The Dresden Files comic is very good and a fitting tie-in to the novels. The Doctor Who comic has been quite painful to look at, with art that makes it difficult to read.
I really want to like Caliber, as the notion of a cowboy retelling of the Arthurian legends appeals to me, but there is something about the art style that simply isn't working for me, pretty though it is.
The first issue of Madame Xanadu was very, very good looking.
I find myself enjoying Vinyl Underground a lot more than Young Liars. VU reads like a John Connolly or Phil Rickman comic. YL reads like, well, an attempt to create a Vertigo book.
The space opera stuff Starlin has been doing at DC, most recently in Rann/Thanagar: Holy War, and the Abnett/Lanning Guardians of the Galaxy at Marvel, are the best super-heroes in space comics put out since the 1970s.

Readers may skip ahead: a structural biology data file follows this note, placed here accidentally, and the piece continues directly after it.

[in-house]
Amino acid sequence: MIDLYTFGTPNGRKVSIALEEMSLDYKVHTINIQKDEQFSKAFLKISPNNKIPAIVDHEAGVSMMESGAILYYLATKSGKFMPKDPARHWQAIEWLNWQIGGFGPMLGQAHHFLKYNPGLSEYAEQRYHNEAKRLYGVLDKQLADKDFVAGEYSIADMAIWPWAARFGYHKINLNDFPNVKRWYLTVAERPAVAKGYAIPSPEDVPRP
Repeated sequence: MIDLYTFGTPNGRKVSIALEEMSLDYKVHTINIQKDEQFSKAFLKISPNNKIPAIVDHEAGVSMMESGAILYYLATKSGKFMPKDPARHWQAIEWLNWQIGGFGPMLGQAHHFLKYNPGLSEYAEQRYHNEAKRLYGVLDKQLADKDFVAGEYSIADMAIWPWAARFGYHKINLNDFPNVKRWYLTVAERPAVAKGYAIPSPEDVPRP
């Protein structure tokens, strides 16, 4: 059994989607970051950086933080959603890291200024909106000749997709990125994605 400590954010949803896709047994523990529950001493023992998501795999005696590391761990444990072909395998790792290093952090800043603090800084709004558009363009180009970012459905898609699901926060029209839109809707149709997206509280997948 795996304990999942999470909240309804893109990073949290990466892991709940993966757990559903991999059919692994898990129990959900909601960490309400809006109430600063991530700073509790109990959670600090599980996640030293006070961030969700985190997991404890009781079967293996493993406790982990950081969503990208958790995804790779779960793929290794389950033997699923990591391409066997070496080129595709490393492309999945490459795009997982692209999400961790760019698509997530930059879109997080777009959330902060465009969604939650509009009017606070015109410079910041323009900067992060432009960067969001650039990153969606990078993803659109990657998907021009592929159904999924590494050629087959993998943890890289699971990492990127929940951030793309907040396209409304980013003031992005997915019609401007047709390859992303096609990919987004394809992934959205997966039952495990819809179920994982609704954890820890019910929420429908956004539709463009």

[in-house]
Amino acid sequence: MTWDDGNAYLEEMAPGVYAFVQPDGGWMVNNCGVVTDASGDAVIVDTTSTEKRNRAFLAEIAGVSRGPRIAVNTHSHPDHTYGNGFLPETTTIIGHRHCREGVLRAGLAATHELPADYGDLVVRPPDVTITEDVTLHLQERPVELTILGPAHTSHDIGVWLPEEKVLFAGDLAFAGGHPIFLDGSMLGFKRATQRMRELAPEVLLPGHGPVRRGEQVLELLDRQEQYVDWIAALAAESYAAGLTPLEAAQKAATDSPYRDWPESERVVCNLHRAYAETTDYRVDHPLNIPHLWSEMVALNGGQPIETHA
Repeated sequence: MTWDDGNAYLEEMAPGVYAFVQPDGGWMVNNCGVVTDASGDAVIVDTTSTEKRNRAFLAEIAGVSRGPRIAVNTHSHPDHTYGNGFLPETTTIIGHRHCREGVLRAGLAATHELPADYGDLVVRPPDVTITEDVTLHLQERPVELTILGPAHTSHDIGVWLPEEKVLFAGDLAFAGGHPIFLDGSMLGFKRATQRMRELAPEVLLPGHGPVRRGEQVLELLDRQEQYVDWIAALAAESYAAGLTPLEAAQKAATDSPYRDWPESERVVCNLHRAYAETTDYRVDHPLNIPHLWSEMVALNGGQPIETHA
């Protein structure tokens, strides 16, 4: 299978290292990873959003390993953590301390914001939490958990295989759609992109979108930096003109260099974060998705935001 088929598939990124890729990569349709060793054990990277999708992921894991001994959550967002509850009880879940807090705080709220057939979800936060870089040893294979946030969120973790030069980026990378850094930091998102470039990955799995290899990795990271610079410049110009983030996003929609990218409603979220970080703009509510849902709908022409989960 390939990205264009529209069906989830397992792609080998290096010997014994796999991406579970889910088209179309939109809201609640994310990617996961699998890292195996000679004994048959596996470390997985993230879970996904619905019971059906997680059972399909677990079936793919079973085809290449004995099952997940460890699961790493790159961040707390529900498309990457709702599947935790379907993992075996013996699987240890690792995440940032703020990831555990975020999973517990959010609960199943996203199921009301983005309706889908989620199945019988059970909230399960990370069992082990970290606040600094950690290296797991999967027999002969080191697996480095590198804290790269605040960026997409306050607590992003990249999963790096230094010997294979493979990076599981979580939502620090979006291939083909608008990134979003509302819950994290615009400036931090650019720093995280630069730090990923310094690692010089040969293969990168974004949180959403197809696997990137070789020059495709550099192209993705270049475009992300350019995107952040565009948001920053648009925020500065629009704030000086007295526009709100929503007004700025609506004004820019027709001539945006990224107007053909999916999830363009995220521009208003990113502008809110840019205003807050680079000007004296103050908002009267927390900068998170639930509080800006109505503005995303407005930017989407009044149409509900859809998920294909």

That being said, Narcopolis is the best sci-fi comic of the decade. It features the best use of language as a world-building tool that I've seen since Burgess.
Huntress: Year One is much better than I think anyone expected it to be.
Blue Beetle and Manhunter are still very, very good.
Number of the Beast is a great way to bring an end to a super-hero universe. Unfortunately, it's acting as a spring-board to a reboot of the Wildstorm status quo. Yes, another one. It's a good comic, but I find myself wishing it really were final.
I think the thing I like about Dreamwar the most is that the DC characters are being portrayed fairly strongly as the bad guys. It's a welcome change from the moralistic, anti-Wildstorm tone of most previous cross-overs.